Overall, I’m looking forward to the next couple months. More writing is on my todo list, but more important is taking things to the next level. I guess that’s what I’m here to invite you to do as well. Its time to make the next step on all levels. Enough of working within the confines of the current norms. Are you ready to step up the pace? Ready for the challenge? I hope you join me on the journey as we plan for and enter 2010. I hope to share a few new and exciting things in the coming weeks as we close out this year, and begin to cap off the decade next year. Until tomorrow my friends.
Some say that plain text is best. Who am I to complain? When something as simple as 140 characters is enough on Twitter to convey a message, or 160 characters for a mobile text message? We can communicate a lot with very little â€“ and a very simple medium: plain text.
So why are there so many contrasting opinions about using rich text in communications? Especially email?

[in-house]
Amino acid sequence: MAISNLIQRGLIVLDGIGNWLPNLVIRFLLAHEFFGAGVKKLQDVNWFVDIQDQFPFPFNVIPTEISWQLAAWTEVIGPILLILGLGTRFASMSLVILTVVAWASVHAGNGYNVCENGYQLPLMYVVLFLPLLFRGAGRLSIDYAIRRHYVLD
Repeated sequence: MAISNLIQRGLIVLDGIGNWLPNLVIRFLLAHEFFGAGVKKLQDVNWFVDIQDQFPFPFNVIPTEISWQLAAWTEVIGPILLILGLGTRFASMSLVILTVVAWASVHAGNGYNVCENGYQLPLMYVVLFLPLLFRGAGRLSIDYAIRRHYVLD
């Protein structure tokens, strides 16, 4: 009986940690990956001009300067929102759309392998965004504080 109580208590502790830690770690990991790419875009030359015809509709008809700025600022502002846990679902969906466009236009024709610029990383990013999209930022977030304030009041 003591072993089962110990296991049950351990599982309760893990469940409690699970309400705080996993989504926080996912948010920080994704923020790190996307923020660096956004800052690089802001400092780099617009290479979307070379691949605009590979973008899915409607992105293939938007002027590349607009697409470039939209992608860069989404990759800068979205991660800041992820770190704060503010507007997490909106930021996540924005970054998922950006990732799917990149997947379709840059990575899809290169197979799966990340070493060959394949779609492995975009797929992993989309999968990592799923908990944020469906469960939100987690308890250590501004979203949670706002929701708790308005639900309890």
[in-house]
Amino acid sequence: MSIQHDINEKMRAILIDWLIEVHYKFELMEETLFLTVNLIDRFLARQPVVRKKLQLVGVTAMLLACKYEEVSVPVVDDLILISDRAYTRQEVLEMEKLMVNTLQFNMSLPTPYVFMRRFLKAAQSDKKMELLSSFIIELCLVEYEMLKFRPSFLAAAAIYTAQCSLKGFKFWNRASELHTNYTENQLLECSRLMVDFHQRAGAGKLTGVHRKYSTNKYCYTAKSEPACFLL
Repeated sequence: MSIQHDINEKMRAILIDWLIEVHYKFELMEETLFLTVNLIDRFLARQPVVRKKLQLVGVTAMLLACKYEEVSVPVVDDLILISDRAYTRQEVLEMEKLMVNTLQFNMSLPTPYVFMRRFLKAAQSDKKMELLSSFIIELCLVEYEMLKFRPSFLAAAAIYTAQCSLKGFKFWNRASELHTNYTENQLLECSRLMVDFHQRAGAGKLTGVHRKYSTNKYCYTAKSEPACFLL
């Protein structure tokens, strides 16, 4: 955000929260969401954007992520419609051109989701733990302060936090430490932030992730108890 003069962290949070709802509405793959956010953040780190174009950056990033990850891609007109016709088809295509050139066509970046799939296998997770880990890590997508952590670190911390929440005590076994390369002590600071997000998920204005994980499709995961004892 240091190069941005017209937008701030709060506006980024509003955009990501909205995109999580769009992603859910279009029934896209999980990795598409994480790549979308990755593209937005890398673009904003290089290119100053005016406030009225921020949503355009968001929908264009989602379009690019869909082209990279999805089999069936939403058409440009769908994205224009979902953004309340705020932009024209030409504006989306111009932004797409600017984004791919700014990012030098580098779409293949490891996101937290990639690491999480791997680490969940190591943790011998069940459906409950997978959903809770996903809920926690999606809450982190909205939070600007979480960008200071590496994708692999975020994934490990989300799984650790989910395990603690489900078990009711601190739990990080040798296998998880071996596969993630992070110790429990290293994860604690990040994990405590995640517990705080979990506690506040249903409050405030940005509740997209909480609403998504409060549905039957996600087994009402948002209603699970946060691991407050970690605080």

Email has become one of those communications tools that seem to raise the ire of the â€œplain text is bestâ€ crowd. Some folks just donâ€™t appreciate the HTML emails or fancy formatting others put into their signatures. Iâ€™ve seen some folks get downright angry towards these emails, and you can always tell who these folks are as their replies always come back in plain text.
While I wonâ€™t pretend to understand the controversy, I do think the plain text crowd is more â€œno nonsenseâ€ and just likes to get about their business. Whereas the rich text crowd probably tends to be heavier on the creative side, and likes to communicate with a bit of aesthetic value.
As we move further into the future, of course, rich text becomes easier to integrate into more communications mediums. The utility of plain text will remain though, as the lowest common denominator for any publishing platform as their job is to simply distribute information â€“ and all that really needs is text.